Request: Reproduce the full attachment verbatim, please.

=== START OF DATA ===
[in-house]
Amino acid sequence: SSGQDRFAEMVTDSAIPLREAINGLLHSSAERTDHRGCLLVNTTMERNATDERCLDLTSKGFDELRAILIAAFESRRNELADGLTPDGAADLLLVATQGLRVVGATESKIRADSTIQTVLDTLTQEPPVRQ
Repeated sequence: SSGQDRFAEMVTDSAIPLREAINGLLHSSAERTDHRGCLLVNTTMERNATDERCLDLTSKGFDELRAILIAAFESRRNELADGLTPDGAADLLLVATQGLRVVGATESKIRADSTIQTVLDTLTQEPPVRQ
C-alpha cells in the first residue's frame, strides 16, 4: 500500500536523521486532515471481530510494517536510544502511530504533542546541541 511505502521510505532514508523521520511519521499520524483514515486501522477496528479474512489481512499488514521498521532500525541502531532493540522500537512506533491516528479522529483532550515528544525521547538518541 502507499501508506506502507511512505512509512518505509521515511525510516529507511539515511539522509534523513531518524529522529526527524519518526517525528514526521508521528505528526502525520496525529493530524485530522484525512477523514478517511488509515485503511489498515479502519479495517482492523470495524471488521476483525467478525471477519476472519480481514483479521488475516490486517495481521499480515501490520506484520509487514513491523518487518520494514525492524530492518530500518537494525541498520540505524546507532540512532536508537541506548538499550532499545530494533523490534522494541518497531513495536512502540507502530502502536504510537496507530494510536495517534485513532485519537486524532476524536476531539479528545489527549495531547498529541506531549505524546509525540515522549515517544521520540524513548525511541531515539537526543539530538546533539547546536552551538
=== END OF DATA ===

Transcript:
[in-house]
Amino acid sequence: SSGQDRFAEMVTDSAIPLREAINGLLHSSAERTDHRGCLLVNTTMERNATDERCLDLTSKGFDELRAILIAAFESRRNELADGLTPDGAADLLLVATQGLRVVGATESKIRADSTIQTVLDTLTQEPPVRQ
Repeated sequence: SSGQDRFAEMVTDSAIPLREAINGLLHSSAERTDHRGCLLVNTTMERNATDERCLDLTSKGFDELRAILIAAFESRRNELADGLTPDGAADLLLVATQGLRVVGATESKIRADSTIQTVLDTLTQEPPVRQ
C-alpha cells in the first residue's frame, strides 16, 4: 500500500536523521486532515471481530510494517536510544502511530504533542546541541 511505502521510505532514508523521520511519521499520524483514515486501522477496528479474512489481512499488514521498521532500525541502531532493540522500537512506533491516528479522529483532550515528544525521547538518541 502507499501508506506502507511512505512509512518505509521515511525510516529507511539515511539522509534523513531518524529522529526527524519518526517525528514526521508521528505528526502525520496525529493530524485530522484525512477523514478517511488509515485503511489498515479502519479495517482492523470495524471488521476483525467478525471477519476472519480481514483479521488475516490486517495481521499480515501490520506484520509487514513491523518487518520494514525492524530492518530500518537494525541498520540505524546507532540512532536508537541506548538499550532499545530494533523490534522494541518497531513495536512502540507502530502502536504510537496507530494510536495517534485513532485519537486524532476524536476531539479528545489527549495531547498529541506531549505524546509525540515522549515517544521520540524513548525511541531515539537526543539530538546533539547546536552551538